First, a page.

• Batch Processing (in standalone mode only) – DeNoise 6 introduces batch processing, allowing you to process a whole folder of images at once. That means no more need for Photoshop actions! Note that batch processing is only available in the standalone version, not the plugin version.
• Support for High DPI (4k) monitors in Windows 7/8/10
For me, the big difference, in the way I use it, and noticed immediately was firstly in the depth of new presets (camera specific) and streamlined interface. As I worked through the shots below, I built custom Lumix GX8 presets at each high ISO setting and saved them in a GX8 preset group for easy access in the future. Have a look at the screen shots below (click to see larger):
Mostly cosmetic changes to the UI and layout, bringing it more in line with the other Topaz plugins as would be expected. The big bonus though is the ability to build and add to groups of presets either to a specific camera or shoot, situation, lighting, etc. The zoom/resizing command moves up above the top right corner of the image, and now allows us to view the whole image, where in v.5, we could only go as small as 100%, which is really nice now having the ability to see more of the image we’re working on. Obviously we’ll want to examine the noise at 100% or higher, but this viewing versatility is a small thing that for me at least, will make a decent difference in how useful DeNoise is for me when assessing the entire image.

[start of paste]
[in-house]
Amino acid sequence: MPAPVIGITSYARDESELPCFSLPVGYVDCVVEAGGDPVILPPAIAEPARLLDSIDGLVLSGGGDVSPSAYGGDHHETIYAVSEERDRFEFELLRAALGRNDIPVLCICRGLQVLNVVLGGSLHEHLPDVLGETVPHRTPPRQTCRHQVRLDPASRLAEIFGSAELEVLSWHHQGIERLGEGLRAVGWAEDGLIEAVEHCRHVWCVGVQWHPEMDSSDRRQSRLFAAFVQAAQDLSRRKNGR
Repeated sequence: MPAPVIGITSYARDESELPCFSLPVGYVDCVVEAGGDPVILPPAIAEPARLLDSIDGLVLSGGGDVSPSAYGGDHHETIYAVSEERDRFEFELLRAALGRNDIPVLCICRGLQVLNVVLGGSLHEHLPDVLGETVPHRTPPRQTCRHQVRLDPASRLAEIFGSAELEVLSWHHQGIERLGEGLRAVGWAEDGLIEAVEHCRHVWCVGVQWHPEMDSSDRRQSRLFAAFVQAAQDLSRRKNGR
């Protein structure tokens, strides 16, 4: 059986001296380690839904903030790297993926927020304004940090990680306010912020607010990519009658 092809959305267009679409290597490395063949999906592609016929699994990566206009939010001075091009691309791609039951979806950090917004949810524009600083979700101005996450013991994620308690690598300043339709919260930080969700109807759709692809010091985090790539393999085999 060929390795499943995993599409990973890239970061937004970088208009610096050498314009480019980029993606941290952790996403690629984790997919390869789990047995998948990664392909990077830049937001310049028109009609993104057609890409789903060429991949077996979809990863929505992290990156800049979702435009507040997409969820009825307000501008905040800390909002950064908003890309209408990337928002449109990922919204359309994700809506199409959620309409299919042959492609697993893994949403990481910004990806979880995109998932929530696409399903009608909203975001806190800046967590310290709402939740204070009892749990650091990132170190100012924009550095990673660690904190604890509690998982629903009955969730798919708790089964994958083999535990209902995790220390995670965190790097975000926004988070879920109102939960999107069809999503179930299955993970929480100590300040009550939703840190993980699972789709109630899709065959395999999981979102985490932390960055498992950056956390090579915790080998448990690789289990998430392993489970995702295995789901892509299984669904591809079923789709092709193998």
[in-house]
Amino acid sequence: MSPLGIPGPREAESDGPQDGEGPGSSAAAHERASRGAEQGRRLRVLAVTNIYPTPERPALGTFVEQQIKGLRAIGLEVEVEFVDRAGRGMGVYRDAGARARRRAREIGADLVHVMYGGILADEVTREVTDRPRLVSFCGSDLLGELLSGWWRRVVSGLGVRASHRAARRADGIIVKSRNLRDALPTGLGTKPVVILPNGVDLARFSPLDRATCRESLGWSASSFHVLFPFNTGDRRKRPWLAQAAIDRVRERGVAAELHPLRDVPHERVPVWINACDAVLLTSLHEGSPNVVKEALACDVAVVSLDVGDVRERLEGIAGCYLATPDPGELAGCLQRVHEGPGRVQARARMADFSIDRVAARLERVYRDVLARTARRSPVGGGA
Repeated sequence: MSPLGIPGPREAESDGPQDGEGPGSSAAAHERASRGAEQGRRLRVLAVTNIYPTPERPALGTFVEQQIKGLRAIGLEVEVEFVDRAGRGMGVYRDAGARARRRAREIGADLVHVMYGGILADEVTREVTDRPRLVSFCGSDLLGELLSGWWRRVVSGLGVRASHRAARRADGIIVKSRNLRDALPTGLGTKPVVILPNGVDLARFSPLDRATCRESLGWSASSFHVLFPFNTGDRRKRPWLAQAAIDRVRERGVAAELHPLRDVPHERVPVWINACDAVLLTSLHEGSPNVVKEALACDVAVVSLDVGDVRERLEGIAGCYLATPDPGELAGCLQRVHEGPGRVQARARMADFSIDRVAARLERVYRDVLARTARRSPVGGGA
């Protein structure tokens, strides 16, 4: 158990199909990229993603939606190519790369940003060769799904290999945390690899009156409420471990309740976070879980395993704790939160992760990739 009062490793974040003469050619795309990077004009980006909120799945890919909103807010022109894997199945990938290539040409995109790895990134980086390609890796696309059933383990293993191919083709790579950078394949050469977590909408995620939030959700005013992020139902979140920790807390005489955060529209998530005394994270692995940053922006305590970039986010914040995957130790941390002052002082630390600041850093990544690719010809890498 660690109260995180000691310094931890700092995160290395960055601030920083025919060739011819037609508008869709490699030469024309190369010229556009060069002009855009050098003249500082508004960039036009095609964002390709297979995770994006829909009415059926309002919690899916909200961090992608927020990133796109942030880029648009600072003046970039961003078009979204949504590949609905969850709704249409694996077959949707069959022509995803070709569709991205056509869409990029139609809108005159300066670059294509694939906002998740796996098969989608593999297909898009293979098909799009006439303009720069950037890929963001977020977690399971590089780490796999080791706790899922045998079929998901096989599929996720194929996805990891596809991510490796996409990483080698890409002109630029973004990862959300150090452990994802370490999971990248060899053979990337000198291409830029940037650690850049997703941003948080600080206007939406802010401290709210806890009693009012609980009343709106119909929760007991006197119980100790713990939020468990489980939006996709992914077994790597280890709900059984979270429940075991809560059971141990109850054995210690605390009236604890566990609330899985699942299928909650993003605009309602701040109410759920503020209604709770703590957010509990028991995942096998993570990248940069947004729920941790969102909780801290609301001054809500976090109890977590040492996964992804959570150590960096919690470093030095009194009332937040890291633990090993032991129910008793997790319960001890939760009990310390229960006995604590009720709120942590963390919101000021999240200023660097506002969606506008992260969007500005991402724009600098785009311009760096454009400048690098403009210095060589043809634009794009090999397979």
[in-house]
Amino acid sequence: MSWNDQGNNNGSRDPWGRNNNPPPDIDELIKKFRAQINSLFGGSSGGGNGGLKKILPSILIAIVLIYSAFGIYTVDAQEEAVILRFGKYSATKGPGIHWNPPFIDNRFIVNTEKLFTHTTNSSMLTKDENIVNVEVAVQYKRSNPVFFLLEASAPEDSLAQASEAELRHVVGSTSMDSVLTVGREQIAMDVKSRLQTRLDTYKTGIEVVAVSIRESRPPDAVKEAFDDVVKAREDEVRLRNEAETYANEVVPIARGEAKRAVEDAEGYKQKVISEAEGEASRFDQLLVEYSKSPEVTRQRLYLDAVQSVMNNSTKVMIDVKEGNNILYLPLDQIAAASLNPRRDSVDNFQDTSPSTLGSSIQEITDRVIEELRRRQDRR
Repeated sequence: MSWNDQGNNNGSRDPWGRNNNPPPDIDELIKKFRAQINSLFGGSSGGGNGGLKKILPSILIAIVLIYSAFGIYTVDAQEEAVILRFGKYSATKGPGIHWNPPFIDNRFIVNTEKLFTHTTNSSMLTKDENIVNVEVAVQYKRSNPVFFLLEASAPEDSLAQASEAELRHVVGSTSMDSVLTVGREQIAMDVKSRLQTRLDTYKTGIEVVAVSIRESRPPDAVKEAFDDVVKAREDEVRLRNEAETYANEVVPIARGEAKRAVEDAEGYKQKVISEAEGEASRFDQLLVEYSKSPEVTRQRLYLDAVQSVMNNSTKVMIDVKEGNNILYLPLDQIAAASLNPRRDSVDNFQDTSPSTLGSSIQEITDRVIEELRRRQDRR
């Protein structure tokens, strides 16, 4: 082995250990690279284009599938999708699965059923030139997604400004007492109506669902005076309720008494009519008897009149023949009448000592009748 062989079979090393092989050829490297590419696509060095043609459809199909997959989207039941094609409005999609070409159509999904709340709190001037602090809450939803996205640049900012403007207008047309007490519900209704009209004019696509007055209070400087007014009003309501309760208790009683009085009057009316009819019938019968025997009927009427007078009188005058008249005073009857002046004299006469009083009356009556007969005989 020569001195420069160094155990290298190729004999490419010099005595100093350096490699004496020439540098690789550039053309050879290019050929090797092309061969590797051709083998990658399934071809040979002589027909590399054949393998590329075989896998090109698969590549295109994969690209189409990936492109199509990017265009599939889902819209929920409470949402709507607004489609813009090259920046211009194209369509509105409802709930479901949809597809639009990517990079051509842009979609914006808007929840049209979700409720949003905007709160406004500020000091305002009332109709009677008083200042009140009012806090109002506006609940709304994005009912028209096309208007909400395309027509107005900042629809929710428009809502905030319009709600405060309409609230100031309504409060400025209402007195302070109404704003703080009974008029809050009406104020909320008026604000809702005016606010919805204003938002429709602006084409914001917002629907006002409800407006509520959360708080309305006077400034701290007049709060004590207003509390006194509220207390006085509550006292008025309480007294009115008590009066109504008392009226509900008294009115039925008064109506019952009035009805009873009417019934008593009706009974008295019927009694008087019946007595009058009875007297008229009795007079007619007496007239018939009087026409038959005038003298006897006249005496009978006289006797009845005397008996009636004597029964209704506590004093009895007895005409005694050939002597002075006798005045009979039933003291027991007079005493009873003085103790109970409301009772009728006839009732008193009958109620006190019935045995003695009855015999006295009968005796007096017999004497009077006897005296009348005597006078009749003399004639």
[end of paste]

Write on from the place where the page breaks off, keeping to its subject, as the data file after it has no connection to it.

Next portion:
So, how does 6 stack up? Well, while I feel the true changes are more cosmetic, those changes seem to make it more intuitive and easier to start to really alter the preset settings. I rarely clicked the Preview mode tick box/bubbles in 5 to see the difference between RGB, Luma, et al. Same with the Auto Brightness, and while those features are not in any way new, the larger buttons seem to play better with my brain, and I was using the different modes quite often to asses different areas of noise. If we as users would be asked to pay for the upgrade, I’d say there would be little to justify the price on the surface alone, but seeing as we get it for free, it’s a no brainer. That it now acts as a batch processing standalone too is pretty radical. If you don’t already have DeNoise, I highly suggest downloading the full free trial via the link below, and giving it a try.